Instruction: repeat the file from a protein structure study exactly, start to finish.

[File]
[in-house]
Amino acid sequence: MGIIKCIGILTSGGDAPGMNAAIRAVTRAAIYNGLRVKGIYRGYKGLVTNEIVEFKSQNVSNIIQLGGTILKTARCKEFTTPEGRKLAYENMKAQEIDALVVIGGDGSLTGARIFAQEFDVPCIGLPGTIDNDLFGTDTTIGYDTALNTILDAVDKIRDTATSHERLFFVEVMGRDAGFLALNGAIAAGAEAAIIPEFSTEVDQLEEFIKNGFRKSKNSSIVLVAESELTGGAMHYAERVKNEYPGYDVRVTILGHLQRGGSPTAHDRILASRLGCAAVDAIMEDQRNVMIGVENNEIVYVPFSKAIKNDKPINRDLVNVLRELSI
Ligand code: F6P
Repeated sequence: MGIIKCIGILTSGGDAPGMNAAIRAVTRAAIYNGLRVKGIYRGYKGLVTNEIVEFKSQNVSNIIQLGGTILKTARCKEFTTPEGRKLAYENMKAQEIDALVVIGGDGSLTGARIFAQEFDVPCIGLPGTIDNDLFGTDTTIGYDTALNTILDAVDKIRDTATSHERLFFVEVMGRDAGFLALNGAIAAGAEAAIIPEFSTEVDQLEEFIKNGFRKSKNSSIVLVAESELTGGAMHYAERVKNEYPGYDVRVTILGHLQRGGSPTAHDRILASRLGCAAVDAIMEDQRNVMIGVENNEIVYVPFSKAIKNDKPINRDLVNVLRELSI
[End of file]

[in-house]
Amino acid sequence: MGIIKCIGILTSGGDAPGMNAAIRAVTRAAIYNGLRVKGIYRGYKGLVTNEIVEFKSQNVSNIIQLGGTILKTARCKEFTTPEGRKLAYENMKAQEIDALVVIGGDGSLTGARIFAQEFDVPCIGLPGTIDNDLFGTDTTIGYDTALNTILDAVDKIRDTATSHERLFFVEVMGRDAGFLALNGAIAAGAEAAIIPEFSTEVDQLEEFIKNGFRKSKNSSIVLVAESELTGGAMHYAERVKNEYPGYDVRVTILGHLQRGGSPTAHDRILASRLGCAAVDAIMEDQRNVMIGVENNEIVYVPFSKAIKNDKPINRDLVNVLRELSI
Ligand code: F6P
Repeated sequence: MGIIKCIGILTSGGDAPGMNAAIRAVTRAAIYNGLRVKGIYRGYKGLVTNEIVEFKSQNVSNIIQLGGTILKTARCKEFTTPEGRKLAYENMKAQEIDALVVIGGDGSLTGARIFAQEFDVPCIGLPGTIDNDLFGTDTTIGYDTALNTILDAVDKIRDTATSHERLFFVEVMGRDAGFLALNGAIAAGAEAAIIPEFSTEVDQLEEFIKNGFRKSKNSSIVLVAESELTGGAMHYAERVKNEYPGYDVRVTILGHLQRGGSPTAHDRILASRLGCAAVDAIMEDQRNVMIGVENNEIVYVPFSKAIKNDKPINRDLVNVLRELSI